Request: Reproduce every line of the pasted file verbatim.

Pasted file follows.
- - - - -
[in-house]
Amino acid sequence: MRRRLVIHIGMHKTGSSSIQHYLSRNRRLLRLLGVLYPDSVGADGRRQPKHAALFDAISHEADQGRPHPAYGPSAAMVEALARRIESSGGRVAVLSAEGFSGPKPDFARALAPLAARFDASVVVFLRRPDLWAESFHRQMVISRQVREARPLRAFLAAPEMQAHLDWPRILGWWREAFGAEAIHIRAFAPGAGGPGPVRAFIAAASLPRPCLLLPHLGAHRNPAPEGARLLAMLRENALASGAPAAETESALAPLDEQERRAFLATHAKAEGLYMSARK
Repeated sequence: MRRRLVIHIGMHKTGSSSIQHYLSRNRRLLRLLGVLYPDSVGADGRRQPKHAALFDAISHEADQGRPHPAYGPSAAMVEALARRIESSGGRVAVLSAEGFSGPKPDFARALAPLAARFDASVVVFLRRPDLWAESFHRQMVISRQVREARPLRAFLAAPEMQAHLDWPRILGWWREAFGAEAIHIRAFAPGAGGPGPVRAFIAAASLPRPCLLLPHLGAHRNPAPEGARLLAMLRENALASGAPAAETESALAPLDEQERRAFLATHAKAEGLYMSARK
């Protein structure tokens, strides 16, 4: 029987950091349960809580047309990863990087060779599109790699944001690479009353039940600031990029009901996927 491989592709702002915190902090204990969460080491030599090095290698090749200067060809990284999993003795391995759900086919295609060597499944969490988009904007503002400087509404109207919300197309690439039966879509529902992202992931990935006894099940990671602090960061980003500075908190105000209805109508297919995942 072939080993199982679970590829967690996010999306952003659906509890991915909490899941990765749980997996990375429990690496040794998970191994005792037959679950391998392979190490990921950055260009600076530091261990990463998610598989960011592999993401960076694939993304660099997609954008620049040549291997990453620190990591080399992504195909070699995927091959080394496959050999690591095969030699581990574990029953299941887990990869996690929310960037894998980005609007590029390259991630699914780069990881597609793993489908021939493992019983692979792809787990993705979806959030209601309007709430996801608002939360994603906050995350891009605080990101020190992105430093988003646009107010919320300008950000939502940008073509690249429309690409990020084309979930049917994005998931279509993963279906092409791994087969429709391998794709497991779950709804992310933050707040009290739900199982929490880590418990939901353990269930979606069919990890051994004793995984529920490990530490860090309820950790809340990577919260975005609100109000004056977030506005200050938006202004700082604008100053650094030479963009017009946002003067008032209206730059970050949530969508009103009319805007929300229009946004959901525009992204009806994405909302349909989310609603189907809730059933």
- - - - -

[in-house]
Amino acid sequence: MRRRLVIHIGMHKTGSSSIQHYLSRNRRLLRLLGVLYPDSVGADGRRQPKHAALFDAISHEADQGRPHPAYGPSAAMVEALARRIESSGGRVAVLSAEGFSGPKPDFARALAPLAARFDASVVVFLRRPDLWAESFHRQMVISRQVREARPLRAFLAAPEMQAHLDWPRILGWWREAFGAEAIHIRAFAPGAGGPGPVRAFIAAASLPRPCLLLPHLGAHRNPAPEGARLLAMLRENALASGAPAAETESALAPLDEQERRAFLATHAKAEGLYMSARK
Repeated sequence: MRRRLVIHIGMHKTGSSSIQHYLSRNRRLLRLLGVLYPDSVGADGRRQPKHAALFDAISHEADQGRPHPAYGPSAAMVEALARRIESSGGRVAVLSAEGFSGPKPDFARALAPLAARFDASVVVFLRRPDLWAESFHRQMVISRQVREARPLRAFLAAPEMQAHLDWPRILGWWREAFGAEAIHIRAFAPGAGGPGPVRAFIAAASLPRPCLLLPHLGAHRNPAPEGARLLAMLRENALASGAPAAETESALAPLDEQERRAFLATHAKAEGLYMSARK
């Protein structure tokens, strides 16, 4: 029987950091349960809580047309990863990087060779599109790699944001690479009353039940600031990029009901996927 491989592709702002915190902090204990969460080491030599090095290698090749200067060809990284999993003795391995759900086919295609060597499944969490988009904007503002400087509404109207919300197309690439039966879509529902992202992931990935006894099940990671602090960061980003500075908190105000209805109508297919995942 072939080993199982679970590829967690996010999306952003659906509890991915909490899941990765749980997996990375429990690496040794998970191994005792037959679950391998392979190490990921950055260009600076530091261990990463998610598989960011592999993401960076694939993304660099997609954008620049040549291997990453620190990591080399992504195909070699995927091959080394496959050999690591095969030699581990574990029953299941887990990869996690929310960037894998980005609007590029390259991630699914780069990881597609793993489908021939493992019983692979792809787990993705979806959030209601309007709430996801608002939360994603906050995350891009605080990101020190992105430093988003646009107010919320300008950000939502940008073509690249429309690409990020084309979930049917994005998931279509993963279906092409791994087969429709391998794709497991779950709804992310933050707040009290739900199982929490880590418990939901353990269930979606069919990890051994004793995984529920490990530490860090309820950790809340990577919260975005609100109000004056977030506005200050938006202004700082604008100053650094030479963009017009946002003067008032209206730059970050949530969508009103009319805007929300229009946004959901525009992204009806994405909302349909989310609603189907809730059933």